I have been reading the book Keep the Aspidistra Flying by George Orwell and have been reflecting on his observations of poverty that cause a shiver down my spine.

As we see our Government remove the safety net for unemployed, people with disabilities and even the elderly, while they vilify refugees, take away their support and give handouts to big business, a very grim picture of life in Australia is emerging. 

Though Orwell deliberately turns his back on the pursuit of Money as an Ends he illustrates quite clearly how the absence of money in a capitalistic society can rob from people all sense of basic human dignity.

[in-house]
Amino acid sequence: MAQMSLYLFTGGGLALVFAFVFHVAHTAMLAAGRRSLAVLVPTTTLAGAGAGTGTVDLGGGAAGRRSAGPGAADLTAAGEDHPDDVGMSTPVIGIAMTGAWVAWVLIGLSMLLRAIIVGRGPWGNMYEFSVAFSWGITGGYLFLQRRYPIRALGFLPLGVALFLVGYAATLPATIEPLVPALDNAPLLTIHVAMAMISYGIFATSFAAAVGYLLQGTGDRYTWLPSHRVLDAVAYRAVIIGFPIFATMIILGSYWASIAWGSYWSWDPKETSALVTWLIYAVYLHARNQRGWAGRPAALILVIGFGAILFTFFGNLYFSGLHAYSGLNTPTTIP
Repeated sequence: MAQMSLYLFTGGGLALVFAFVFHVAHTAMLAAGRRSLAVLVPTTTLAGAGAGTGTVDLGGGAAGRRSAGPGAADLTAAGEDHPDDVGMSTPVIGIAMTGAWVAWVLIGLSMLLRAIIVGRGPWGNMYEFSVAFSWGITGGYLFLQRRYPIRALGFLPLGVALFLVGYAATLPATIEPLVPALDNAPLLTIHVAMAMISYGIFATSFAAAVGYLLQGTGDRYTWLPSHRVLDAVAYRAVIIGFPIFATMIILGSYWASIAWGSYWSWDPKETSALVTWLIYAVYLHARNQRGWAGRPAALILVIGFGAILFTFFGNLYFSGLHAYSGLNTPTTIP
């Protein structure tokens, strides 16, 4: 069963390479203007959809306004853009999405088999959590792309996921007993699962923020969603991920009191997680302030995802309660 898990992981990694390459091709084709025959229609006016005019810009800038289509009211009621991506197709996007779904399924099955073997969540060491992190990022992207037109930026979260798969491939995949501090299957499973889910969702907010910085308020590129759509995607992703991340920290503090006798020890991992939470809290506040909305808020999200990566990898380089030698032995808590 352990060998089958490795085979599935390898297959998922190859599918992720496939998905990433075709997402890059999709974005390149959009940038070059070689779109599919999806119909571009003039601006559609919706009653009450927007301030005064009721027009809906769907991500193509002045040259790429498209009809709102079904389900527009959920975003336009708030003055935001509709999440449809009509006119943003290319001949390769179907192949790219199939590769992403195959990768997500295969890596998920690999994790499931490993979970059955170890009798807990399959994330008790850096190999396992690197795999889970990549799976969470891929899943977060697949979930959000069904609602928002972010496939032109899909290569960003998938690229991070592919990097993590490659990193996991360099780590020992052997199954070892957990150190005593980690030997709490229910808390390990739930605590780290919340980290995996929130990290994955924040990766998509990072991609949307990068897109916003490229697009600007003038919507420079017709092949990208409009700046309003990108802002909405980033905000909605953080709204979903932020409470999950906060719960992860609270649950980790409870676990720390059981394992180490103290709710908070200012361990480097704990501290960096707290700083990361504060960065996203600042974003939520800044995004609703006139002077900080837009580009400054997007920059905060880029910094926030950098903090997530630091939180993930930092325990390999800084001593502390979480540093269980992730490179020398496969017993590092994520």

There is a concept of the failure of the individual in an environment that (possibly mostly in the author’s eyes) puts far too much importance on money as the measure of success. Capitalist ideology is dependent on a system that promotes ‘failure’ in order to motivate people to ‘success’. It is a producer of failure, and success is the illusion of those who manage not to be perceived to fail. The toll this attitude takes on individuals and society is devastating. The temptation of the successful to kick the ladder out from the feet of those aspiring to ‘do well’ seems a completely natural response to living in this kind of society. It is by nature cannibalistic and will create an underclass who have very few prospects and have very little cause for hope. Demoralization of the ‘underclasses’, the proletariat, or just plain ordinary folk seems to be the ultimate goal of this kind of social system.